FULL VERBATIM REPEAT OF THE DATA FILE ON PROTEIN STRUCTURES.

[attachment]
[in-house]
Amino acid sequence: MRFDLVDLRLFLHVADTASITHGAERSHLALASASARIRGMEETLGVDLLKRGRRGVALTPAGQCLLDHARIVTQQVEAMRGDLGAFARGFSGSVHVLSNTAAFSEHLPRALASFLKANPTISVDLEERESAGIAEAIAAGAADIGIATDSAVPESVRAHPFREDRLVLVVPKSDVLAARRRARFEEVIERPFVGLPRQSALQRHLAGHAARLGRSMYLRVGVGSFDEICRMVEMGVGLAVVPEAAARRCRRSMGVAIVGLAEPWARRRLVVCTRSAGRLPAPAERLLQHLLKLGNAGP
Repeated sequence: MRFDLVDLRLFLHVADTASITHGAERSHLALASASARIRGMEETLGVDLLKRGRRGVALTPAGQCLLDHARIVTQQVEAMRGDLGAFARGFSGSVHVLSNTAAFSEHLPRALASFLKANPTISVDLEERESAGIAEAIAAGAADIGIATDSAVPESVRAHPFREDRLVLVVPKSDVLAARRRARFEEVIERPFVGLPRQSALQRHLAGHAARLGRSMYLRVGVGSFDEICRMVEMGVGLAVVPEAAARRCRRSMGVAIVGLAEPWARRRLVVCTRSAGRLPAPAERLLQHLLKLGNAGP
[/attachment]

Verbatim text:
[in-house]
Amino acid sequence: MRFDLVDLRLFLHVADTASITHGAERSHLALASASARIRGMEETLGVDLLKRGRRGVALTPAGQCLLDHARIVTQQVEAMRGDLGAFARGFSGSVHVLSNTAAFSEHLPRALASFLKANPTISVDLEERESAGIAEAIAAGAADIGIATDSAVPESVRAHPFREDRLVLVVPKSDVLAARRRARFEEVIERPFVGLPRQSALQRHLAGHAARLGRSMYLRVGVGSFDEICRMVEMGVGLAVVPEAAARRCRRSMGVAIVGLAEPWARRRLVVCTRSAGRLPAPAERLLQHLLKLGNAGP
Repeated sequence: MRFDLVDLRLFLHVADTASITHGAERSHLALASASARIRGMEETLGVDLLKRGRRGVALTPAGQCLLDHARIVTQQVEAMRGDLGAFARGFSGSVHVLSNTAAFSEHLPRALASFLKANPTISVDLEERESAGIAEAIAAGAADIGIATDSAVPESVRAHPFREDRLVLVVPKSDVLAARRRARFEEVIERPFVGLPRQSALQRHLAGHAARLGRSMYLRVGVGSFDEICRMVEMGVGLAVVPEAAARRCRRSMGVAIVGLAEPWARRRLVVCTRSAGRLPAPAERLLQHLLKLGNAGP